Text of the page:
Earlier this year, a mild controversy surfaced a specific area of the 2009 CARD Act. Womens’ groups and stay at home parents were the first to get fired up and before long, the minor problem enveloped into a quite a headache for the new Consumer Financial Protection Bureau. The law essentially made it impossible for state at home parents and others with no obvious ability to repay the money from securing a credit card in their name. This presented a host of problems and scenarios the authors of the bill had underestimated. With the consumer concerns, no time was wasted on the efforts by CFPB to right the wrongs in the law.
Loss of Resources
First, the concerns were for battered spouses who might have wished to take out a credit card without letting their abusers know. If they didn’t work – as many abuse victims don’t – this equated to an instant loss of resources. Many abused spouses are afraid to do anything to break free unless they’re able to do it in secrecy with no fear of repercussions. Many are often isolated and ashamed, as well. Access to the financial means for an escape can literally mean the difference in life and death.
The second concern revolved around moms and dads who stayed home with the little ones and also did not have any definitive means to make the payments. In both instances, those consumers wishing to secure a credit card were forced to bring their spouses into the mix to essentially serve as a co signer. Now, this unintentional aspect of the law is being eliminated, according to the consumer group.
Richard Cordray, who is the director of the Consumer Financial Protection Bureau, said a draft proposal is being worked on now that takes that rule out of the mix in in its entirety. Another part of the problem had to do with what could have been confusing verbiage. For instance, the Federal Reserve, which implemented the law, took it to mean companies could not consider total household income. They would then be forced to deny credit card applications to those with no verifiable income. Now that all are in agreement, don’t expect it to be a breeze from this point forward. Congress is a mess these days and unfortunately, it must go through those channels: slowly, with many potholes along the path and no shortage of mud, either.
Analyze and Implement
Cordray said his agency embraces the importance of getting this pushed through and reiterates his focus is on analyzing the data that’s been collected and then make the proposed changes formal. It’s during that last transition many are concerned the government may hinder the progress. Unfortunately, because of the structure of the agency, there is no other way to move these changes forward.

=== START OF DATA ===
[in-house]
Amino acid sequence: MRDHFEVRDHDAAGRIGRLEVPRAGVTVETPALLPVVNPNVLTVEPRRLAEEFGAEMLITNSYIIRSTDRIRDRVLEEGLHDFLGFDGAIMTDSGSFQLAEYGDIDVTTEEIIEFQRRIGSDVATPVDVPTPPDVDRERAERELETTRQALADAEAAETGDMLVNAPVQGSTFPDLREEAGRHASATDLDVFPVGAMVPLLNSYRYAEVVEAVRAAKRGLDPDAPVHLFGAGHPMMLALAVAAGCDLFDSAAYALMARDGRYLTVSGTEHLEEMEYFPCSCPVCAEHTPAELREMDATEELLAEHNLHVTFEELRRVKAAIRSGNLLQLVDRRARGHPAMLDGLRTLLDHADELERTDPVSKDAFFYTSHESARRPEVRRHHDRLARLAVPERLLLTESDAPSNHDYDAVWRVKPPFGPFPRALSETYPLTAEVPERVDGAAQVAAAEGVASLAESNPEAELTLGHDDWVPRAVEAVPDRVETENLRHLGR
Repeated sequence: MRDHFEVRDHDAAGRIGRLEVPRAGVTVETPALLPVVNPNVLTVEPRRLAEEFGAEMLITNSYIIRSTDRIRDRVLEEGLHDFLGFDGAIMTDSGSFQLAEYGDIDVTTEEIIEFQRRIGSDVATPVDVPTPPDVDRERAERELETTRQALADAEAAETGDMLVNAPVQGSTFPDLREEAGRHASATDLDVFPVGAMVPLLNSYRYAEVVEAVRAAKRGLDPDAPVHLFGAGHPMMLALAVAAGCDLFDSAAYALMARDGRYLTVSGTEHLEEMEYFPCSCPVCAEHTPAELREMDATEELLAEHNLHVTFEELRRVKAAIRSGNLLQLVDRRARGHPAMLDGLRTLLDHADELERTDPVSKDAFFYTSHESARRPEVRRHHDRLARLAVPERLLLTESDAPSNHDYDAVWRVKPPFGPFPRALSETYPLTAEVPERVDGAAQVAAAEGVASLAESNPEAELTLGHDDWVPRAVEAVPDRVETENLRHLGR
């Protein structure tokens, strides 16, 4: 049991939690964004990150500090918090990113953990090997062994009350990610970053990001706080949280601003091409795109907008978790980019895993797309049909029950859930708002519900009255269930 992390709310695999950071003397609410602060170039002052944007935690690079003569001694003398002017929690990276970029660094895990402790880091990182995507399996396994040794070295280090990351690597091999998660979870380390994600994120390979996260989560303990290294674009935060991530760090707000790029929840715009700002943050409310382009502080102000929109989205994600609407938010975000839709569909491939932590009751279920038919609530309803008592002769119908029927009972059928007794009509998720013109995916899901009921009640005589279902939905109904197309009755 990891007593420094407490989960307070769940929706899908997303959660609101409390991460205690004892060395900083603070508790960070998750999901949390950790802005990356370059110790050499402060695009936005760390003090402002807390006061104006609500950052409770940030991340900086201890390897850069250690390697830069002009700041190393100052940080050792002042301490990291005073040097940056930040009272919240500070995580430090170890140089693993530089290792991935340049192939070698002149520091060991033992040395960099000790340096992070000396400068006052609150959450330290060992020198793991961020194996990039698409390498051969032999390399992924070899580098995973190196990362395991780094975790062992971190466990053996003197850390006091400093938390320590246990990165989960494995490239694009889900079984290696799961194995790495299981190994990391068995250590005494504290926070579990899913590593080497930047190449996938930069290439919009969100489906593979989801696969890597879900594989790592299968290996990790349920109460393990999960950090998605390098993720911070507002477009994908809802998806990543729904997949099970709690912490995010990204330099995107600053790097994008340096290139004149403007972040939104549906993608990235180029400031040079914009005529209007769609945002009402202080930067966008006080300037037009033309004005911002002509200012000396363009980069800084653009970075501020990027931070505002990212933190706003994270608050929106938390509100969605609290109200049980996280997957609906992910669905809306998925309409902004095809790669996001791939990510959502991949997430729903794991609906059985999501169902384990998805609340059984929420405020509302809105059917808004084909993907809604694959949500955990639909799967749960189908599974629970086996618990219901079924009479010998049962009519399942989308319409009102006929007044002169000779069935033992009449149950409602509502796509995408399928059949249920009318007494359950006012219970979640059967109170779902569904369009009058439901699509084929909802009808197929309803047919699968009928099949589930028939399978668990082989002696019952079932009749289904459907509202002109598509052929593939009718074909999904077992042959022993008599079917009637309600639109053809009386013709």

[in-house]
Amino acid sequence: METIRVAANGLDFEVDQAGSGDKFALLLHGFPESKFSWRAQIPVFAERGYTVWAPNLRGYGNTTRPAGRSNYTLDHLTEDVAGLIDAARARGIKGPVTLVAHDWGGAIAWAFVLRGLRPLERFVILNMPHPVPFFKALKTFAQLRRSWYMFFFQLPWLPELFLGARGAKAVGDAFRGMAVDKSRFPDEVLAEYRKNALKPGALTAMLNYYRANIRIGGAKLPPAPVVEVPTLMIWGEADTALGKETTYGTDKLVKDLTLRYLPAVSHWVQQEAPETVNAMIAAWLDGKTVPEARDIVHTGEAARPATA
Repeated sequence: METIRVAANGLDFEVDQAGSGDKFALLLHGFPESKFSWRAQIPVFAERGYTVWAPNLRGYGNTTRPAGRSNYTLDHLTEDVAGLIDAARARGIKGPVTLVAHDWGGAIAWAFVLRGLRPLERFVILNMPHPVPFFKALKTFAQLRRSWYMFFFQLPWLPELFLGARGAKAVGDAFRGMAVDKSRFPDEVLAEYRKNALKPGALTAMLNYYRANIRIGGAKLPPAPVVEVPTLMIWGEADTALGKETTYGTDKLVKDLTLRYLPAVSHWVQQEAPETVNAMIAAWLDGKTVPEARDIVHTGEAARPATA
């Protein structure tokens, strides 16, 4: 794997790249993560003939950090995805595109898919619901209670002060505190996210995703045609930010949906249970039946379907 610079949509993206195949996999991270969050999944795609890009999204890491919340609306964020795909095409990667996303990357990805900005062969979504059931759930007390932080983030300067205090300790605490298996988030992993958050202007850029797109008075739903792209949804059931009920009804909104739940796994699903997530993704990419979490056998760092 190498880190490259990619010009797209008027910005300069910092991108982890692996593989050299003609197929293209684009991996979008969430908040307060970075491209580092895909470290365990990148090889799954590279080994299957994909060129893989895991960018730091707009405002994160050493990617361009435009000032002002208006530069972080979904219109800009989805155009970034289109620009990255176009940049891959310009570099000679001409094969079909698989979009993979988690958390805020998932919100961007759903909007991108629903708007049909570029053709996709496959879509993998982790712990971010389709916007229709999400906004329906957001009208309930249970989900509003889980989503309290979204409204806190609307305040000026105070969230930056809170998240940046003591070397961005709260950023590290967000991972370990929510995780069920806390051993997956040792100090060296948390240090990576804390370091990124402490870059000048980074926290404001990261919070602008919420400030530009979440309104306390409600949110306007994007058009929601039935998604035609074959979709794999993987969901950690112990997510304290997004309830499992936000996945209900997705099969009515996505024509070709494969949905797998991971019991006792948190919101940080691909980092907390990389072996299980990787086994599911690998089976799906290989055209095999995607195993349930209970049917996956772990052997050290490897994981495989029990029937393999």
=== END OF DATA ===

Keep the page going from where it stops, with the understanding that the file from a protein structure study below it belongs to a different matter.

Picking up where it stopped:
Let’s face it – there’s just nothing these adult elected leaders (and we know some of you will challenge the “adult” aspect of things) have been able to agree on in years. It’s only gotten worse with time and then, when you toss into the mix an election year, it’s silly to expect anything less than maddening chaos. Still, Cordray is hopeful and told the House of Representatives last week during a hearing that it was an “unintended consequence” of the law.
As if there’s not enough controversy, new reports are beginning to surface that Republicans as a whole want to overturn Dodd-Frank in its entirety; after all, it sure complicates matters for big banks, whose CEOs have historically have leaned right from a political stance. As a result, Cordray was put to the test with a series of irrelevant questions – including overseas money transfers and mortgages during the testimony. The goal, of course, was to push through the changes for that one very specific and very limited area. That did not happen, even as Representative Carolyn Maloney, who sponsored the law, said,
We feel that we created the CFPB to handle these types of problems, we’ve made it a top priority of the subcommittee and the committee, and it’s a priority on both sides of the aisle.
Despite the sidetracked nature of the meeting, Cordray insists he will be releasing these proposed rules in the near future.
There’s no denying the many substantial benefits CFPB has brought to the table for consumers around the country. In fact, its willingness to move forward with various promised changes has led it to being labeled one of the best government agencies ever founded. Still, the agency is quite limited when it has no choice but to await approvals from various legislative areas.
Have you participated in any of the various calls for action from CFPB? Participated in any of its polls? Submitted complaints or problems regarding credit card laws, mortgage regulations or student loan concerns? If so, what kind of response did you get?
- FTC Warns of Prepaid Card Scams – May 23, 2013